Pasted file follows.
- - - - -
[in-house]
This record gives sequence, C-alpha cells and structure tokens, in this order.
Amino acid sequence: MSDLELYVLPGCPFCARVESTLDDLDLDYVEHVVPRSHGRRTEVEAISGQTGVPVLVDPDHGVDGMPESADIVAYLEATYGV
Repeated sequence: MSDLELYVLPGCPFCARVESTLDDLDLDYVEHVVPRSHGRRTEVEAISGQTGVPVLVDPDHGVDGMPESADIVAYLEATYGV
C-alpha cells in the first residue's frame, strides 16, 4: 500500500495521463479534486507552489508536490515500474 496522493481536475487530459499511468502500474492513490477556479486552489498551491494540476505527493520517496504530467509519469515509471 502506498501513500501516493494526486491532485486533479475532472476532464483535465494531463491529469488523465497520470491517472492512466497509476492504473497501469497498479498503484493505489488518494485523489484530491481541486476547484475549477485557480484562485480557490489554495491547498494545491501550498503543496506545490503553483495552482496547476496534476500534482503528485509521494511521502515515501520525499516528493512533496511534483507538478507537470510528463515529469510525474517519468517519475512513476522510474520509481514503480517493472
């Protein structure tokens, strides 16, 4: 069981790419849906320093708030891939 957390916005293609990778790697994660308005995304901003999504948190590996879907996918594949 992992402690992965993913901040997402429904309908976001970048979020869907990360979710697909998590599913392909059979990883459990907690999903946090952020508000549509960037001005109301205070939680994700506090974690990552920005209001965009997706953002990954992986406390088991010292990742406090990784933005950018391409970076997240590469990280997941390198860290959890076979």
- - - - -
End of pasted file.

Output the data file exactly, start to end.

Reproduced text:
[in-house]
This record gives sequence, C-alpha cells and structure tokens, in this order.
Amino acid sequence: MSDLELYVLPGCPFCARVESTLDDLDLDYVEHVVPRSHGRRTEVEAISGQTGVPVLVDPDHGVDGMPESADIVAYLEATYGV
Repeated sequence: MSDLELYVLPGCPFCARVESTLDDLDLDYVEHVVPRSHGRRTEVEAISGQTGVPVLVDPDHGVDGMPESADIVAYLEATYGV
C-alpha cells in the first residue's frame, strides 16, 4: 500500500495521463479534486507552489508536490515500474 496522493481536475487530459499511468502500474492513490477556479486552489498551491494540476505527493520517496504530467509519469515509471 502506498501513500501516493494526486491532485486533479475532472476532464483535465494531463491529469488523465497520470491517472492512466497509476492504473497501469497498479498503484493505489488518494485523489484530491481541486476547484475549477485557480484562485480557490489554495491547498494545491501550498503543496506545490503553483495552482496547476496534476500534482503528485509521494511521502515515501520525499516528493512533496511534483507538478507537470510528463515529469510525474517519468517519475512513476522510474520509481514503480517493472
């Protein structure tokens, strides 16, 4: 069981790419849906320093708030891939 957390916005293609990778790697994660308005995304901003999504948190590996879907996918594949 992992402690992965993913901040997402429904309908976001970048979020869907990360979710697909998590599913392909059979990883459990907690999903946090952020508000549509960037001005109301205070939680994700506090974690990552920005209001965009997706953002990954992986406390088991010292990742406090990784933005950018391409970076997240590469990280997941390198860290959890076979």